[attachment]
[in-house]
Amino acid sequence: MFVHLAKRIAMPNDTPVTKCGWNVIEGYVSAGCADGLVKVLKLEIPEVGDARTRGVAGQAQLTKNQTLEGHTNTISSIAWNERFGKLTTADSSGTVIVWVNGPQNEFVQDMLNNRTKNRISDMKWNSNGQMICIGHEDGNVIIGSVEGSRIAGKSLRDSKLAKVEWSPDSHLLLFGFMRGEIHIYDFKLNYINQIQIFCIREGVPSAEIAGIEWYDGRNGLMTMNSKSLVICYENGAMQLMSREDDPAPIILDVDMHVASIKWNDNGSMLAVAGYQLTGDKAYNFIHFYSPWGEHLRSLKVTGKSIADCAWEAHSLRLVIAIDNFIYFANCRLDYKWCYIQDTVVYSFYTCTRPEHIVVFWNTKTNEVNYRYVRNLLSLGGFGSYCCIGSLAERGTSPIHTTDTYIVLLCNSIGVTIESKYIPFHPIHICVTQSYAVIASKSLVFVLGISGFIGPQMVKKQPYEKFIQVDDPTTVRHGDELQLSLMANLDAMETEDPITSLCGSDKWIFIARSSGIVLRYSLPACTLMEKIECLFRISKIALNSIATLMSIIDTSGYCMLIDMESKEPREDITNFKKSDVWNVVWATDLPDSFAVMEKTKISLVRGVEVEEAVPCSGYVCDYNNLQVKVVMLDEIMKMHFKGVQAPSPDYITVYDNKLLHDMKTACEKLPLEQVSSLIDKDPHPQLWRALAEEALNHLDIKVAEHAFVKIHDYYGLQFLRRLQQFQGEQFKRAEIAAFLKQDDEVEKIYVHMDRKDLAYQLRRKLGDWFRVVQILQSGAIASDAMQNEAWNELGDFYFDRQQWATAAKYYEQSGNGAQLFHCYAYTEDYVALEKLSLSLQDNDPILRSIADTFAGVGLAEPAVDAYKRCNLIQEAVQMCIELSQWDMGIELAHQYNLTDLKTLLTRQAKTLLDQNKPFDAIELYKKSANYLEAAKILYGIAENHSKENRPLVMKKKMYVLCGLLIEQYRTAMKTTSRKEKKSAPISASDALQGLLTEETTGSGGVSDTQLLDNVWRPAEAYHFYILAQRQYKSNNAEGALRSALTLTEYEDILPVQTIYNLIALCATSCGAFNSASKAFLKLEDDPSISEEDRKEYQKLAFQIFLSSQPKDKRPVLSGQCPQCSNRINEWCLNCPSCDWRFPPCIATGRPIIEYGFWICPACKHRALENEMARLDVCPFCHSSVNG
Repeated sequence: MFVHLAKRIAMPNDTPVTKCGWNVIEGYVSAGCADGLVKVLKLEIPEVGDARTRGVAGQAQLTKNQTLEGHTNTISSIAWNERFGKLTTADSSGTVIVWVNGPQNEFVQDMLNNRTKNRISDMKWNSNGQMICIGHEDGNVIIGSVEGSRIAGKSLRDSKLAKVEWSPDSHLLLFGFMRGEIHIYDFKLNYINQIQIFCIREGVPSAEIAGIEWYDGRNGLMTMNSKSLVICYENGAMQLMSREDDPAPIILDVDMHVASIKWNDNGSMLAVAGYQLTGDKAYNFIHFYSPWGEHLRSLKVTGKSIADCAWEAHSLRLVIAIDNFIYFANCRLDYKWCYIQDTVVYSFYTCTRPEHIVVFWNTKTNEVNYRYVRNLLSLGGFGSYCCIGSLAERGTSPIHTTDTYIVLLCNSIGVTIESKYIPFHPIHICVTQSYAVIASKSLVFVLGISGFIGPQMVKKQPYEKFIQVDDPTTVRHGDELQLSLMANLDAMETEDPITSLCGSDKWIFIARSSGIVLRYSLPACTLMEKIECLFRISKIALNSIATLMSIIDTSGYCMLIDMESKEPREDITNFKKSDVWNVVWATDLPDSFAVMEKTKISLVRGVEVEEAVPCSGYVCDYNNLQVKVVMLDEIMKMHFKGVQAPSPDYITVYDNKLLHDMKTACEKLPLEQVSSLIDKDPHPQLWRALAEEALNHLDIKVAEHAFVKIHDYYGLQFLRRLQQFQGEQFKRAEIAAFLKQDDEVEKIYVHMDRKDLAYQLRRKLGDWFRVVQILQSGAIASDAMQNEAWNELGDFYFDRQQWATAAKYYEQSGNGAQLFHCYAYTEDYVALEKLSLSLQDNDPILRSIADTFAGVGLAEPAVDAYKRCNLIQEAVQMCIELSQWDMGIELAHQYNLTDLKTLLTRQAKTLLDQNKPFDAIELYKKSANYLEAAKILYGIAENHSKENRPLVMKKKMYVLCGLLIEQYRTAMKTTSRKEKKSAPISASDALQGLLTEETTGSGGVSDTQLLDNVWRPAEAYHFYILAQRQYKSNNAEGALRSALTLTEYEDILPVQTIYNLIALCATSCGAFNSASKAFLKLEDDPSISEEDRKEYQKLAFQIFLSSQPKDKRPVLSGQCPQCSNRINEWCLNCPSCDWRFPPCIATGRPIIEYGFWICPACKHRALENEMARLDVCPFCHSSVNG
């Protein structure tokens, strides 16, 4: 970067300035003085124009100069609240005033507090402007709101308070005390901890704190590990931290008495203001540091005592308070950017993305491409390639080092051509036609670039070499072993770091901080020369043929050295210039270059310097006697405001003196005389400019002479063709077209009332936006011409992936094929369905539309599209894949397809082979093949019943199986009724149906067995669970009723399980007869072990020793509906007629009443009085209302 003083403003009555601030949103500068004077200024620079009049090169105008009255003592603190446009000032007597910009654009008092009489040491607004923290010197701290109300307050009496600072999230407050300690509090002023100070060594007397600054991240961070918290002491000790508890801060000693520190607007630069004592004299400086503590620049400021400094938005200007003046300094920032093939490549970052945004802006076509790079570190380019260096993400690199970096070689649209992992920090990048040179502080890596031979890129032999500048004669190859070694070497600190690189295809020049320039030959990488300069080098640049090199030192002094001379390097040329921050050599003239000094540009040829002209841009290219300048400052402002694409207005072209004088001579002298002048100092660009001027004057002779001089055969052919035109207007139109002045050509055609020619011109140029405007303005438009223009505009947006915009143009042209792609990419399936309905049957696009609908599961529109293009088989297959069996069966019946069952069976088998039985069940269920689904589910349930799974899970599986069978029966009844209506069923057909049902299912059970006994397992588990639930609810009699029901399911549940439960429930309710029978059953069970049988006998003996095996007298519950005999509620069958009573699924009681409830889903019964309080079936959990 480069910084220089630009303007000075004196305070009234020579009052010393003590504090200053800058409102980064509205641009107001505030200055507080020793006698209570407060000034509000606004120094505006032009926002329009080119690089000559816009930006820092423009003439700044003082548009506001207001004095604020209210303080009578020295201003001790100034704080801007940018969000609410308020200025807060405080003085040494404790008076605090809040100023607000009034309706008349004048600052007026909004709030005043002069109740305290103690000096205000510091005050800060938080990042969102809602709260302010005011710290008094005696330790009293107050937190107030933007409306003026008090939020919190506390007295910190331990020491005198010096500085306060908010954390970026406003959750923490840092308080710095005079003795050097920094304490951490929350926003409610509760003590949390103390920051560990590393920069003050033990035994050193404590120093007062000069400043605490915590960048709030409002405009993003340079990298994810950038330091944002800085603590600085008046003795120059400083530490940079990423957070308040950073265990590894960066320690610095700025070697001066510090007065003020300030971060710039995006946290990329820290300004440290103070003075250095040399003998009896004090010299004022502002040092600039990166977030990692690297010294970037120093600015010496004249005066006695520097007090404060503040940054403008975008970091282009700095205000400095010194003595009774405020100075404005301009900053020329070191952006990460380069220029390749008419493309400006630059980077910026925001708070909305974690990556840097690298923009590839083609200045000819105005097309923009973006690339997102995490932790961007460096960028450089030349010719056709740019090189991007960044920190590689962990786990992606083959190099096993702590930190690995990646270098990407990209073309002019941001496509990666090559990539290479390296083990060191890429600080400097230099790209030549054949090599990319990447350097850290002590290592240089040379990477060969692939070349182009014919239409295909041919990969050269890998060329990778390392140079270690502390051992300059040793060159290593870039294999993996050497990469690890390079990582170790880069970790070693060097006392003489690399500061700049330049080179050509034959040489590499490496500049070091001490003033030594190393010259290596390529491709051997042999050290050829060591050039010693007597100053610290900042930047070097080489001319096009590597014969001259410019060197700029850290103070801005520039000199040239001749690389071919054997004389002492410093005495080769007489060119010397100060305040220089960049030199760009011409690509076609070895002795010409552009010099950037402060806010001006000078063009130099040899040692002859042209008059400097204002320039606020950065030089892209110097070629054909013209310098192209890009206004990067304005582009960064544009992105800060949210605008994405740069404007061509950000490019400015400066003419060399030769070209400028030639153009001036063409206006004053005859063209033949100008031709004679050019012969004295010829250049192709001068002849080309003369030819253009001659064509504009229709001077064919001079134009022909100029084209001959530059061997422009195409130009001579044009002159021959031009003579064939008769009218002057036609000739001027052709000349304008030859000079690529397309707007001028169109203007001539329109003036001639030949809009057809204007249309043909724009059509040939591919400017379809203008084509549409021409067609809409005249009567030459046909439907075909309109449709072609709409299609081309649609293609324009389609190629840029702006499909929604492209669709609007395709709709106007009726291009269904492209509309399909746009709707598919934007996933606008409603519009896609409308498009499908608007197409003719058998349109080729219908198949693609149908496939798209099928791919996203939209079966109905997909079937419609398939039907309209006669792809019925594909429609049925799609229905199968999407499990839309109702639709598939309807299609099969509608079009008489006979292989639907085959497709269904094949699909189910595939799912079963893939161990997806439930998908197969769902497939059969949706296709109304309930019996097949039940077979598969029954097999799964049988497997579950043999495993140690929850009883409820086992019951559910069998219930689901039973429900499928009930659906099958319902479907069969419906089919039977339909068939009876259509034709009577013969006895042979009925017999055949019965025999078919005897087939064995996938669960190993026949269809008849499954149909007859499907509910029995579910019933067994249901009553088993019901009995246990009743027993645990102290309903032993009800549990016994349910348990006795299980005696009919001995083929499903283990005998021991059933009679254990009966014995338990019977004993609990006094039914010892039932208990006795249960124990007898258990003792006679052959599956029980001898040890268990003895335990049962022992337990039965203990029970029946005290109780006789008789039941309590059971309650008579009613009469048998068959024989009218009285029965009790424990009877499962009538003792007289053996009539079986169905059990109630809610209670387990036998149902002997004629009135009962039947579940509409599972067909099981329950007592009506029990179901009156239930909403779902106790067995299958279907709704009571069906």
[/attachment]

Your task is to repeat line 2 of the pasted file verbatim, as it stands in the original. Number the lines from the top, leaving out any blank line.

Amino acid sequence: MFVHLAKRIAMPNDTPVTKCGWNVIEGYVSAGCADGLVKVLKLEIPEVGDARTRGVAGQAQLTKNQTLEGHTNTISSIAWNERFGKLTTADSSGTVIVWVNGPQNEFVQDMLNNRTKNRISDMKWNSNGQMICIGHEDGNVIIGSVEGSRIAGKSLRDSKLAKVEWSPDSHLLLFGFMRGEIHIYDFKLNYINQIQIFCIREGVPSAEIAGIEWYDGRNGLMTMNSKSLVICYENGAMQLMSREDDPAPIILDVDMHVASIKWNDNGSMLAVAGYQLTGDKAYNFIHFYSPWGEHLRSLKVTGKSIADCAWEAHSLRLVIAIDNFIYFANCRLDYKWCYIQDTVVYSFYTCTRPEHIVVFWNTKTNEVNYRYVRNLLSLGGFGSYCCIGSLAERGTSPIHTTDTYIVLLCNSIGVTIESKYIPFHPIHICVTQSYAVIASKSLVFVLGISGFIGPQMVKKQPYEKFIQVDDPTTVRHGDELQLSLMANLDAMETEDPITSLCGSDKWIFIARSSGIVLRYSLPACTLMEKIECLFRISKIALNSIATLMSIIDTSGYCMLIDMESKEPREDITNFKKSDVWNVVWATDLPDSFAVMEKTKISLVRGVEVEEAVPCSGYVCDYNNLQVKVVMLDEIMKMHFKGVQAPSPDYITVYDNKLLHDMKTACEKLPLEQVSSLIDKDPHPQLWRALAEEALNHLDIKVAEHAFVKIHDYYGLQFLRRLQQFQGEQFKRAEIAAFLKQDDEVEKIYVHMDRKDLAYQLRRKLGDWFRVVQILQSGAIASDAMQNEAWNELGDFYFDRQQWATAAKYYEQSGNGAQLFHCYAYTEDYVALEKLSLSLQDNDPILRSIADTFAGVGLAEPAVDAYKRCNLIQEAVQMCIELSQWDMGIELAHQYNLTDLKTLLTRQAKTLLDQNKPFDAIELYKKSANYLEAAKILYGIAENHSKENRPLVMKKKMYVLCGLLIEQYRTAMKTTSRKEKKSAPISASDALQGLLTEETTGSGGVSDTQLLDNVWRPAEAYHFYILAQRQYKSNNAEGALRSALTLTEYEDILPVQTIYNLIALCATSCGAFNSASKAFLKLEDDPSISEEDRKEYQKLAFQIFLSSQPKDKRPVLSGQCPQCSNRINEWCLNCPSCDWRFPPCIATGRPIIEYGFWICPACKHRALENEMARLDVCPFCHSSVNG